We are all aware of the intimate relationship between hemorrhage and trauma mortality. In our initial education we also find out how much influence we have on mortality, as the “pre-hospital period” in which we operate is so crucial to survival. However, did you know there are physiologic first responders that arrive on scene well in advance of the 911 call? A multi-step process is happening immediately at the site of injury)
Step 1: Vasoconstriction commences and small cells called platelets arrive first (they are always on patrol anyway) – the objectives are simple:
Recruit more platelets through chemical signaling.
Form a relatively unstable platelet plug (a temporizing stop gap).
Step 2: Platelets invite the liver to share clotting factors (backup/reinforcement) – the objectives are simple:
Activate fibrin thru a cascade of events (positive feedback mechanism).
Stabilize and reinforce the initial platelet plug with fibrin mesh (think rebar + concrete).
Step 3: Fibrinolysis (the cleanup crew) – the objectives are heavily regulated by proteins, but simple:
Keep clot controlled to the site of injury (checks/balances).
Breakdown and clear the fibrin clot once the crisis is over (we have to be able to shut off the system) – tPA can play a part in this.
Throughout the process traffics cops (more regulatory proteins) are always present and help ensure blood viscosity remains stable. Some proteins are allowed to move unimpeded (green light), other proteins proceed with caution (yellow light), while other proteins are ordered to stop (red light).
As first responders, it’s not necessarily required to know the pathophysiology of every disease state – quite frankly that’s impossible and unrealistic. However, we should have some familiarity with disease states that are highly prevalent in the population. These diseases alter one or many parts of the events we mentioned above. In short, they cause the pendulum to swing one way or another and the traffic cops lose control of the situation.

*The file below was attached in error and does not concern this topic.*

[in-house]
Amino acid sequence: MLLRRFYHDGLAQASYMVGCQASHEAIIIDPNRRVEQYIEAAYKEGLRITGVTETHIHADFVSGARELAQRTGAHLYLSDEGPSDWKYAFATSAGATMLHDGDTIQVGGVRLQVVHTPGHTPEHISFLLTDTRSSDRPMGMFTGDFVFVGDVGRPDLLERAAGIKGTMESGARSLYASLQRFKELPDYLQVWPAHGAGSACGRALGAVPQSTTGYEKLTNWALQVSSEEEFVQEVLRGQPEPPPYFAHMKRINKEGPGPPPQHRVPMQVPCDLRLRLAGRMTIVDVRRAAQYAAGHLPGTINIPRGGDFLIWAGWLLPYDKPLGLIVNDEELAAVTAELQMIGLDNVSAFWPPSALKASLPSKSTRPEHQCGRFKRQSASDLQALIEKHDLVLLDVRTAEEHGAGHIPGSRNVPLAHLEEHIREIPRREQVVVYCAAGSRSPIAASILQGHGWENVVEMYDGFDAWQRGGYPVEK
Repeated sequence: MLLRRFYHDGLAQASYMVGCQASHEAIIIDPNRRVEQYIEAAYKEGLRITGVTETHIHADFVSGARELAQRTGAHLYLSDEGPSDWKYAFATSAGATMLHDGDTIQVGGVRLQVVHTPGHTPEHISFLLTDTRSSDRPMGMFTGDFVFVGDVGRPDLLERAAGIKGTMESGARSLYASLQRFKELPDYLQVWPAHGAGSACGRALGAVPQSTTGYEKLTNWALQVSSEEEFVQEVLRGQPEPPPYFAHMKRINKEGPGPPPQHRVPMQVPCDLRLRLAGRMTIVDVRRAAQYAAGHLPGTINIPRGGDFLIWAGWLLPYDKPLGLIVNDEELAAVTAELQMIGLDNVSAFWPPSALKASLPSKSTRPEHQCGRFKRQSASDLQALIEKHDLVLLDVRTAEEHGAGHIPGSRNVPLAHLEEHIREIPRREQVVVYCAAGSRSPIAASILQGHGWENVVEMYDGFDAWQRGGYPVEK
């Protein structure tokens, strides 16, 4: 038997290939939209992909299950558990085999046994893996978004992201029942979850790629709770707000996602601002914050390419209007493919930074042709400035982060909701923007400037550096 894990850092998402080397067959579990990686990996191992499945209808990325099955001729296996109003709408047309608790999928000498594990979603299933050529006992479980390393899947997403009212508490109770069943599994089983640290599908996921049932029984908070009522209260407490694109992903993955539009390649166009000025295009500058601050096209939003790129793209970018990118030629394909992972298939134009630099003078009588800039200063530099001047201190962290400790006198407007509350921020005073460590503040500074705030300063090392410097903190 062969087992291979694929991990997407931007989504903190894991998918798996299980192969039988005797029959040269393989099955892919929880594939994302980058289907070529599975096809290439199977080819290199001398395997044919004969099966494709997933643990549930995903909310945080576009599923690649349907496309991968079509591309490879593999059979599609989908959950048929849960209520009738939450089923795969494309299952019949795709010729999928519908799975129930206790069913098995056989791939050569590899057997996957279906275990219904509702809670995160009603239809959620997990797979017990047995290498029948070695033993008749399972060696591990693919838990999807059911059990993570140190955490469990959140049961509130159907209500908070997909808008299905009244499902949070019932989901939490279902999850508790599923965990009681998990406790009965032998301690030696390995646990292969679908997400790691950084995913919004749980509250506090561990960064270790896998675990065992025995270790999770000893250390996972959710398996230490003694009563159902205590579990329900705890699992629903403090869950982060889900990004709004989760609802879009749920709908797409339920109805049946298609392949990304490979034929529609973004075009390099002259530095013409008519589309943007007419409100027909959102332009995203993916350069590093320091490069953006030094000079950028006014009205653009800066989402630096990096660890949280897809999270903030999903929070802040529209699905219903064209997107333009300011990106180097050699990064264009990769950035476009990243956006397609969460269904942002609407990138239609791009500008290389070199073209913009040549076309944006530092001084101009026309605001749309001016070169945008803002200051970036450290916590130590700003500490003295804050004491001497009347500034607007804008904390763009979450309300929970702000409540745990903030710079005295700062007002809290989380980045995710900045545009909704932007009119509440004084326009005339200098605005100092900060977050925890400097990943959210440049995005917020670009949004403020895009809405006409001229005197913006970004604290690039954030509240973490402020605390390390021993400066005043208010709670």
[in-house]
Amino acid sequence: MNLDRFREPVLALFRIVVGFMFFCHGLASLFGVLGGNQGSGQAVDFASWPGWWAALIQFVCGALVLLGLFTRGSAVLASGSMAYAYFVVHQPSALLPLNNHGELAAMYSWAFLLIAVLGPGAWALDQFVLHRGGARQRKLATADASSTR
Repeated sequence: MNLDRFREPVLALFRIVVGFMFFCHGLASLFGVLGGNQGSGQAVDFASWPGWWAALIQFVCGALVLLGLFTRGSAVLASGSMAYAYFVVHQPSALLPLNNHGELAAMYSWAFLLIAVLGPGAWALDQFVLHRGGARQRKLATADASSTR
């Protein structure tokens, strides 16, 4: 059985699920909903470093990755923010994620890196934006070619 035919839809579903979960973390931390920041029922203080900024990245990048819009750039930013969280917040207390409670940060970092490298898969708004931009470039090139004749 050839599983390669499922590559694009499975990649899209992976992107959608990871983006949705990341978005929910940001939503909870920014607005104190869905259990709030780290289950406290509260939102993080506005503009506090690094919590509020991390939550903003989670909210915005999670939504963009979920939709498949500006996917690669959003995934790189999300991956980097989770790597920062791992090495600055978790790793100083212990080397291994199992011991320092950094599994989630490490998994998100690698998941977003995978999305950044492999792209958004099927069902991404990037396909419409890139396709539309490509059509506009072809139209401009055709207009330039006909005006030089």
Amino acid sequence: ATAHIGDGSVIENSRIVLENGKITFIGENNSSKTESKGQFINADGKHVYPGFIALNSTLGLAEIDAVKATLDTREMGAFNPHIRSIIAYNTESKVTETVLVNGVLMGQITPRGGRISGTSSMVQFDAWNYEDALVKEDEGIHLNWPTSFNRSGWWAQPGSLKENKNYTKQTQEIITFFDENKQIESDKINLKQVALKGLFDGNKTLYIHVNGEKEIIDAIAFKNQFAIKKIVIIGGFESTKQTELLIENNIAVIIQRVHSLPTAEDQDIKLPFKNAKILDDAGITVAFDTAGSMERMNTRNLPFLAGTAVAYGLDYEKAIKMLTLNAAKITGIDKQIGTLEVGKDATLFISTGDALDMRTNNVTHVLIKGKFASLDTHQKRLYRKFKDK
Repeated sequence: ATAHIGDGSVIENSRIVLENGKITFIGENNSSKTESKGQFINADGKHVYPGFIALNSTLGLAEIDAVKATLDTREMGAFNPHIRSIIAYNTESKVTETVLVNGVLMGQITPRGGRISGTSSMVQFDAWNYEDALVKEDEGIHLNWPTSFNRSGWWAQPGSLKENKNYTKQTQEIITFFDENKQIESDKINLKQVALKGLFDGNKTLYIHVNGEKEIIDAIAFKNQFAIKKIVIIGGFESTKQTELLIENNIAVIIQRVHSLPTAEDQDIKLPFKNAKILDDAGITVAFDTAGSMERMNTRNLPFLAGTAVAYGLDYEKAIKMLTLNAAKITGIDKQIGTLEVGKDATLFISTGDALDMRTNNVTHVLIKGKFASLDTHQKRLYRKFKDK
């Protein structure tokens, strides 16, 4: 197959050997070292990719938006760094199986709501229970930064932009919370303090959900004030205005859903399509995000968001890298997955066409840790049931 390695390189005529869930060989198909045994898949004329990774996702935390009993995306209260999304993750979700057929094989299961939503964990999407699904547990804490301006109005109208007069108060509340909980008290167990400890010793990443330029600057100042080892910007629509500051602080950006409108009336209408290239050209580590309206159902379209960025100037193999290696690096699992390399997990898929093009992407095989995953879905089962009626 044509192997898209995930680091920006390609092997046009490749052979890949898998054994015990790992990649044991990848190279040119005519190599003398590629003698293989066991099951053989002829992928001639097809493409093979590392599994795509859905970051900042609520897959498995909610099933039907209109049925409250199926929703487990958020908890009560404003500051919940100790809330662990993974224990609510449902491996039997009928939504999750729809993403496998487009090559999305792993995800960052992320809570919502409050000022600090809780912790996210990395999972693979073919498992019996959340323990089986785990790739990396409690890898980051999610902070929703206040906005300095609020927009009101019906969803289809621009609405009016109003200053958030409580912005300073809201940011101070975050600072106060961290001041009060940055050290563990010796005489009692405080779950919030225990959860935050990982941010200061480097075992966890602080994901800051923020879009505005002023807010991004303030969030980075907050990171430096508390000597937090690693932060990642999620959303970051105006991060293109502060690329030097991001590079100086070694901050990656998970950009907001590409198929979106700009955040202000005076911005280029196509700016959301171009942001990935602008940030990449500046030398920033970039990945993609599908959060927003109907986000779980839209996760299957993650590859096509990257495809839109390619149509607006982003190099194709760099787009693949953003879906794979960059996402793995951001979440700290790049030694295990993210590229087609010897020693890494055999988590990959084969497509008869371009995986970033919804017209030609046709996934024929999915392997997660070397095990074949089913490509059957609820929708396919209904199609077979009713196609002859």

Diseases associated with Thrombosis (clotting)
Protein C/S deficiency (treat with heparin (UFH/LMWH) or Dabigatran (Pradaxa))
Factor V Leiden (treat with short term anticoagulants)
Lupus Anticoagulation Syndrome – its an enigma (causes clotting in vivo, but has anticoagulant properties in vitro)
DIC (treat underlying causes)
Atrial Fibrillation (anticoagulated with Apixaban (Eliquis) or Rivaroxaban (Xarelto))
Diseases associated with Bleeding
Hemophilia A, B, C (treat with Factor replacement therapy or Hemlibra)
Von Willebrand Disease (VWD) (treat with synthetic hormones - desmopressin (DDAVP))
Factor deficiencies (can be brought on by liver disease) (treat with factor concentrates, FFP)
As first responders, we can’t forget we have some tools in our arsenal to help these patients as well. Whether they are external devices or pharmacologic agents, they are centered on evidence-based practice and save countless lives every year. Be familiar with your protocols and don’t hesitate to use the following items if the situation at hand warrants it (after all they all promote homeostasis):
Keep the patient warm – BLS matters (cold patients continue to bleed)
Pack the wounds
Promote the STOP THE BLEED campaigns in your community
Place the tourniquet (we needlessly lose too many patients to extremity hemorrhage)
Pull out the TXA
Infuse the blood products, FFP (if dictated by local protocol)
December 11, 2022
Author: Joshua Ishmael, MBA, MLS(ASCP)CM, NRP
Pass with PASS, LLC